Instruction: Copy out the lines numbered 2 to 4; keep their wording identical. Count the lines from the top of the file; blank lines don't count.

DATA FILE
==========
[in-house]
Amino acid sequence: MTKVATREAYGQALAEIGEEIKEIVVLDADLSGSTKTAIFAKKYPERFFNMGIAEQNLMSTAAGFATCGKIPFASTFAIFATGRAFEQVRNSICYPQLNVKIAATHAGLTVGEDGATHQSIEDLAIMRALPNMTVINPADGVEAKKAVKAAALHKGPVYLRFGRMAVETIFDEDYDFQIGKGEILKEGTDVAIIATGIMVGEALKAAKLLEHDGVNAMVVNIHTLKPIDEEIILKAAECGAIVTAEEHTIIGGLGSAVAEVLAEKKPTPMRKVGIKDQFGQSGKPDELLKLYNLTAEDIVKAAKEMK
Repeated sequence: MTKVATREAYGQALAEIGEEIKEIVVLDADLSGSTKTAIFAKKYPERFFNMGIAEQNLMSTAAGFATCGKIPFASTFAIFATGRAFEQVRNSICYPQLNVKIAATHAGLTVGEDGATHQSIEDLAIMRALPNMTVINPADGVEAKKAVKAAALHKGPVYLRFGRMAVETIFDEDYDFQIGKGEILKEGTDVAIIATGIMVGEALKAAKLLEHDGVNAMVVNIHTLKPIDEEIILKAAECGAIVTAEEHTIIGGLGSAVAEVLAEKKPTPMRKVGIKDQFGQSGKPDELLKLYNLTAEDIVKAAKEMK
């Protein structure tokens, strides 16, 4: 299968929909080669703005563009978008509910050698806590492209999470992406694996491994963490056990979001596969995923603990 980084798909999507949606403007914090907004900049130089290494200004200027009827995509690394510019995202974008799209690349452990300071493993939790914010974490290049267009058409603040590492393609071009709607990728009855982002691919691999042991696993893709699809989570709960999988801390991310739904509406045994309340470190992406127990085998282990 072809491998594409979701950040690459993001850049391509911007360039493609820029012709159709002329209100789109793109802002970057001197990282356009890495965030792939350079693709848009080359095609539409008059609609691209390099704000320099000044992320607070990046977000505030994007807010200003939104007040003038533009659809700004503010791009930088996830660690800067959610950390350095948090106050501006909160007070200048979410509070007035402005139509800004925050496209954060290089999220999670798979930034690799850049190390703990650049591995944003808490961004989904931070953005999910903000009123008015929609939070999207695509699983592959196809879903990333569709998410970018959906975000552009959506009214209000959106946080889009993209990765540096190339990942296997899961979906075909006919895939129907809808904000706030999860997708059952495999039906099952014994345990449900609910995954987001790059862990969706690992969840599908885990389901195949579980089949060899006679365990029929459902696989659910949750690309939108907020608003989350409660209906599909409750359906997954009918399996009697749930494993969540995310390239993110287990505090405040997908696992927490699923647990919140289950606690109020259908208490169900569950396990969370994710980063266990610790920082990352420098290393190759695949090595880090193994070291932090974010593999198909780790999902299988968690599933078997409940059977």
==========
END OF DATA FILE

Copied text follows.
Amino acid sequence: MTKVATREAYGQALAEIGEEIKEIVVLDADLSGSTKTAIFAKKYPERFFNMGIAEQNLMSTAAGFATCGKIPFASTFAIFATGRAFEQVRNSICYPQLNVKIAATHAGLTVGEDGATHQSIEDLAIMRALPNMTVINPADGVEAKKAVKAAALHKGPVYLRFGRMAVETIFDEDYDFQIGKGEILKEGTDVAIIATGIMVGEALKAAKLLEHDGVNAMVVNIHTLKPIDEEIILKAAECGAIVTAEEHTIIGGLGSAVAEVLAEKKPTPMRKVGIKDQFGQSGKPDELLKLYNLTAEDIVKAAKEMK
Repeated sequence: MTKVATREAYGQALAEIGEEIKEIVVLDADLSGSTKTAIFAKKYPERFFNMGIAEQNLMSTAAGFATCGKIPFASTFAIFATGRAFEQVRNSICYPQLNVKIAATHAGLTVGEDGATHQSIEDLAIMRALPNMTVINPADGVEAKKAVKAAALHKGPVYLRFGRMAVETIFDEDYDFQIGKGEILKEGTDVAIIATGIMVGEALKAAKLLEHDGVNAMVVNIHTLKPIDEEIILKAAECGAIVTAEEHTIIGGLGSAVAEVLAEKKPTPMRKVGIKDQFGQSGKPDELLKLYNLTAEDIVKAAKEMK
């Protein structure tokens, strides 16, 4: 299968929909080669703005563009978008509910050698806590492209999470992406694996491994963490056990979001596969995923603990 980084798909999507949606403007914090907004900049130089290494200004200027009827995509690394510019995202974008799209690349452990300071493993939790914010974490290049267009058409603040590492393609071009709607990728009855982002691919691999042991696993893709699809989570709960999988801390991310739904509406045994309340470190992406127990085998282990 072809491998594409979701950040690459993001850049391509911007360039493609820029012709159709002329209100789109793109802002970057001197990282356009890495965030792939350079693709848009080359095609539409008059609609691209390099704000320099000044992320607070990046977000505030994007807010200003939104007040003038533009659809700004503010791009930088996830660690800067959610950390350095948090106050501006909160007070200048979410509070007035402005139509800004925050496209954060290089999220999670798979930034690799850049190390703990650049591995944003808490961004989904931070953005999910903000009123008015929609939070999207695509699983592959196809879903990333569709998410970018959906975000552009959506009214209000959106946080889009993209990765540096190339990942296997899961979906075909006919895939129907809808904000706030999860997708059952495999039906099952014994345990449900609910995954987001790059862990969706690992969840599908885990389901195949579980089949060899006679365990029929459902696989659910949750690309939108907020608003989350409660209906599909409750359906997954009918399996009697749930494993969540995310390239993110287990505090405040997908696992927490699923647990919140289950606690109020259908208490169900569950396990969370994710980063266990610790920082990352420098290393190759695949090595880090193994070291932090974010593999198909780790999902299988968690599933078997409940059977």